Collective memory.

Our perception, imagination, and the actions we take are deeply embedded in the whole of our experiences. The past, whether individually experienced or collectively shared and nourished by the community, intervenes in the present. “[O]ur duration,” Henri Bergson wrote, “is not merely one instant replacing another; if it were, there would never be anything but the present… Duration is the continuous progress of the past which gnaws into the future.” The past shifts to present itself to us in ways that appeal to the present. Individual and collective memories differ. So different people will recall different aspects of the past .

In times of crisis this sense of duration becomes more acute. Now, during this pandemic, we find people reacting in different ways. Some people see images of temporary hospital tents erected in public places and recall pictures of World War I. Octogenarians who lived through World War II may have different recollections. A Holocaust survivor told me the stay-at-home order brought back memories of her years of confinement hiding from the Nazis as a child. A New Orleans resident told The Guardian that the sudden “flood” of coronavirus deaths recalled Hurricane Katrina.

Collective memory is central to the formation of group identity. The stories we tell ourselves and our children about our past give meaning to who we are. They tell of our struggles and triumphs and define our moral community.


The strictly observant Jews in Me’a She’arim may associate Israeli police enforcing health codes with collective memories of soldiers and police wreaking havoc and destruction on Jewish communities in Tsarist Russia and later in Western Europe. The history of persecution of Jews around the world is central to the identities of both secular and strictly observant Israeli Jews. But the ways that memory works in contemporary circumstances is different for these groups.

Most Israelis see the history of Jewish persecution as a justification for the establishment of the state of Israel. They see the Israeli army and police force as theirs, existing to protect them. But some Haredim distrust the state and its functionaries, viewing them as a continuation of the soldiers and police who persecuted Jews in other places. In fact, Haredi Jews, who make up about 10% of Israel’s population, are foundationally opposed to Zionism.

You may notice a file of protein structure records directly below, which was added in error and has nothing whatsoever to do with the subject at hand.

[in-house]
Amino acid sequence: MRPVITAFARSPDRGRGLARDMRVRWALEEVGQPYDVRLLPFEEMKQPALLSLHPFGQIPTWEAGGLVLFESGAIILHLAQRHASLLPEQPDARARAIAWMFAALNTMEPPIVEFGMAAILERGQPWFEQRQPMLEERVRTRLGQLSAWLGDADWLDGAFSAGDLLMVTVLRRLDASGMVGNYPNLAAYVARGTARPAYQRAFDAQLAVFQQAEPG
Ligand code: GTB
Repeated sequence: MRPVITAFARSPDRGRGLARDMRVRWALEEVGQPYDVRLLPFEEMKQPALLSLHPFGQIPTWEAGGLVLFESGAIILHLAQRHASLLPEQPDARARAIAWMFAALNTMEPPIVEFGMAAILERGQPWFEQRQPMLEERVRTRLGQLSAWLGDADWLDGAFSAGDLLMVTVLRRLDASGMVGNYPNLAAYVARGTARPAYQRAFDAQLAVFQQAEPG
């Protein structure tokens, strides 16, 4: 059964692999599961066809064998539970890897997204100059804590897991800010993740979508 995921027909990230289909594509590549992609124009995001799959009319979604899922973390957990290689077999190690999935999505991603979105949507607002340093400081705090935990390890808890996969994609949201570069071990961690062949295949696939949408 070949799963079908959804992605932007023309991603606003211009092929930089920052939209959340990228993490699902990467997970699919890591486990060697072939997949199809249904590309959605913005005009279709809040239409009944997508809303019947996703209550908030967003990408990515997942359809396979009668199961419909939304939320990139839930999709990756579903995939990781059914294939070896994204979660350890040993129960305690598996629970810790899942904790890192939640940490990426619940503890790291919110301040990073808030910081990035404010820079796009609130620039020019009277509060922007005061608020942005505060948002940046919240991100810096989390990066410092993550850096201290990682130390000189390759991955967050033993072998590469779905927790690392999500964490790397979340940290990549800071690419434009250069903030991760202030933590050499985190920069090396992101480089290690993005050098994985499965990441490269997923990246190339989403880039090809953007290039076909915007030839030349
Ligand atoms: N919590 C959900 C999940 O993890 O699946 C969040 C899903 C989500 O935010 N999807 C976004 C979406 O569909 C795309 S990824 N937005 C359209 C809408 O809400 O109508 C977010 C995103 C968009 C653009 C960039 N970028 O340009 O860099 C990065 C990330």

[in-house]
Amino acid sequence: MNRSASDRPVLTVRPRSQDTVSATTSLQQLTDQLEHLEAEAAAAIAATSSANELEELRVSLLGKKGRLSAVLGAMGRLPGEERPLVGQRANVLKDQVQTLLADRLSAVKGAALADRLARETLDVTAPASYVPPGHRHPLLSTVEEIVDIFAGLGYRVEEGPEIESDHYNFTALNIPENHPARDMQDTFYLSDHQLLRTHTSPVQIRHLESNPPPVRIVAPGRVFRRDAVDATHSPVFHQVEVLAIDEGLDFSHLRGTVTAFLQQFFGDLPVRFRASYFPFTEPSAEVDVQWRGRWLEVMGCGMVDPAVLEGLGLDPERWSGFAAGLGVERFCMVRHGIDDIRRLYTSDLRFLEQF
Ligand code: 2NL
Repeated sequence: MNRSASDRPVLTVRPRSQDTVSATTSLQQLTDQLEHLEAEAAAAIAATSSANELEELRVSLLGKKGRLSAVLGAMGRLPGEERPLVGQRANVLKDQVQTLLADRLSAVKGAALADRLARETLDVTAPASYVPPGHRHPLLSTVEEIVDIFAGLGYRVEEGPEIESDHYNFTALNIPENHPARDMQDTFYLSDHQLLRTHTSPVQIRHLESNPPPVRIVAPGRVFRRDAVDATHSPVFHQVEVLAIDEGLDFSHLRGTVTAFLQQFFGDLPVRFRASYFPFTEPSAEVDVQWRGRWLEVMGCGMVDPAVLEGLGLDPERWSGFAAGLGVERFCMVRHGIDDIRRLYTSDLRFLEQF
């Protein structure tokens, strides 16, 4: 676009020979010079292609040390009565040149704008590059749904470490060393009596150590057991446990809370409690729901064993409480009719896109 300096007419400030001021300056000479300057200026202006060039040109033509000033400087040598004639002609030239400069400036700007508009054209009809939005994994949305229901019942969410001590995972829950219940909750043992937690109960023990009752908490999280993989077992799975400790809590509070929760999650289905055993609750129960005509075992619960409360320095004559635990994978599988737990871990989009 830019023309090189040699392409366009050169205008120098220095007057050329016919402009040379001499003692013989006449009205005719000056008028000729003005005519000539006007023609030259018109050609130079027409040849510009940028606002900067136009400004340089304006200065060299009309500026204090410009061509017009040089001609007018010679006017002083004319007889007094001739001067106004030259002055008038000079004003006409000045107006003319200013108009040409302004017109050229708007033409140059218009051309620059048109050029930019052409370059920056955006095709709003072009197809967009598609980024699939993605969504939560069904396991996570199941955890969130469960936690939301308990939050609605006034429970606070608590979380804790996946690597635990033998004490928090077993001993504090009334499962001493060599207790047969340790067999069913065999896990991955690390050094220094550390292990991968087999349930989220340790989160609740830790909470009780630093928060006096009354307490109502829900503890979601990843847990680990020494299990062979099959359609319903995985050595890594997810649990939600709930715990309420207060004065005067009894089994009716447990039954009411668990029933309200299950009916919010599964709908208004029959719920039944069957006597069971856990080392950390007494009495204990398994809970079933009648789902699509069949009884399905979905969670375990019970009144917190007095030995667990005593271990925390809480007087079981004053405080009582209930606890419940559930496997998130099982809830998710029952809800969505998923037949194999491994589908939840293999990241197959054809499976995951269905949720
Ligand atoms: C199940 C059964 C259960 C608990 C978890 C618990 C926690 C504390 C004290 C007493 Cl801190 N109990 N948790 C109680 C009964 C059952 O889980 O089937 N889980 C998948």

While they believe that God promised the land of Israel to the Jewish people, they also believe that promise cannot be fulfilled by human intervention in God’s work, which is how they interpret the establishment of the modern state of Israel. When the police entered their neighborhoods to close down synagogues and yeshivas, members of the Haredi community drew on their collective memories. Rather than feeling protected by the state, they were fearful and suspicious. When we think about Haredi reactions to the police in Israel, we might think of other communities whose collective memory likewise associates police with violence and danger.

In times of crisis like the coronavirus,some of us rely primarily on science, technology, and government to protect us. While the Haredim do not reject science or medicine, their daily and hourly work with Torah is the primary means by which all our lives are maintained and preserved. The political order interfering with that work could be even more dangerous than the virus itself. It could mean the end of Jewish life, it not humanity itself.

We are often quick to judge others based on our own norms and values and slow to recognize the limits of our own ways of being. It is challenging to understand that different worlds can exist at the same time and in the same space, not only across the globe but in our own neighborhoods and cities.

A shorter version of this piece first appeared in The Conversation.